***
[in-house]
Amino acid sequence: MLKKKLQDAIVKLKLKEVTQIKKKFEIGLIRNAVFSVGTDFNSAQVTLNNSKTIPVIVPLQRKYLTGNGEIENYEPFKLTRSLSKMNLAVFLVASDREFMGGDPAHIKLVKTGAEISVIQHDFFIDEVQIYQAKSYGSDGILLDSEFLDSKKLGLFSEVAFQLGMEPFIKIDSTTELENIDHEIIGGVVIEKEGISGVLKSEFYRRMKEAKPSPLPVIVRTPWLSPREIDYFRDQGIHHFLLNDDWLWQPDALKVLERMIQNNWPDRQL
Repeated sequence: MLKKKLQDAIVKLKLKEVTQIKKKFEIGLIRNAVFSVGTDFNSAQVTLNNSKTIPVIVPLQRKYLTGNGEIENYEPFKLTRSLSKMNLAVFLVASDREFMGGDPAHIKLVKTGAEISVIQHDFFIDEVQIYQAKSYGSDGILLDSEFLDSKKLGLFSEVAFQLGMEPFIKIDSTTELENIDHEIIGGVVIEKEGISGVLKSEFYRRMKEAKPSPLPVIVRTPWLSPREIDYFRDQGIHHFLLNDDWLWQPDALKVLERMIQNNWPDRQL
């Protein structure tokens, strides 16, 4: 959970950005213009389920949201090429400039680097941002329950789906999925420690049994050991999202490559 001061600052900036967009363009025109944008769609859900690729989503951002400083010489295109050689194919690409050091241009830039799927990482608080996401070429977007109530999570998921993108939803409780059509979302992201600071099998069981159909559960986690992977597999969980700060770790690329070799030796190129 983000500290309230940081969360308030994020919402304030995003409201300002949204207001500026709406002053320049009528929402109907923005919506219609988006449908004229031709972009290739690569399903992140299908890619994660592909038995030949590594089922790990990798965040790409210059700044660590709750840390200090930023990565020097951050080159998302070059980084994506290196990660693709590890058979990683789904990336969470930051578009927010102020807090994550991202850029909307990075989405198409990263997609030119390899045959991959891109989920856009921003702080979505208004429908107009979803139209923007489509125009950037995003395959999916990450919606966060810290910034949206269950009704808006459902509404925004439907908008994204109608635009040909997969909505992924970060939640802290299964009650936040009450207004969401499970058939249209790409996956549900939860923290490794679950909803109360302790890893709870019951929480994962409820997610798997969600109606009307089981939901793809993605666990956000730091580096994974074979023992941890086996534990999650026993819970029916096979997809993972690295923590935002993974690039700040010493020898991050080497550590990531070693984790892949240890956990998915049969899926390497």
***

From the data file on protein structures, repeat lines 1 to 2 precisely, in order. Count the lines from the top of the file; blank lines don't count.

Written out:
[in-house]
Amino acid sequence: MLKKKLQDAIVKLKLKEVTQIKKKFEIGLIRNAVFSVGTDFNSAQVTLNNSKTIPVIVPLQRKYLTGNGEIENYEPFKLTRSLSKMNLAVFLVASDREFMGGDPAHIKLVKTGAEISVIQHDFFIDEVQIYQAKSYGSDGILLDSEFLDSKKLGLFSEVAFQLGMEPFIKIDSTTELENIDHEIIGGVVIEKEGISGVLKSEFYRRMKEAKPSPLPVIVRTPWLSPREIDYFRDQGIHHFLLNDDWLWQPDALKVLERMIQNNWPDRQL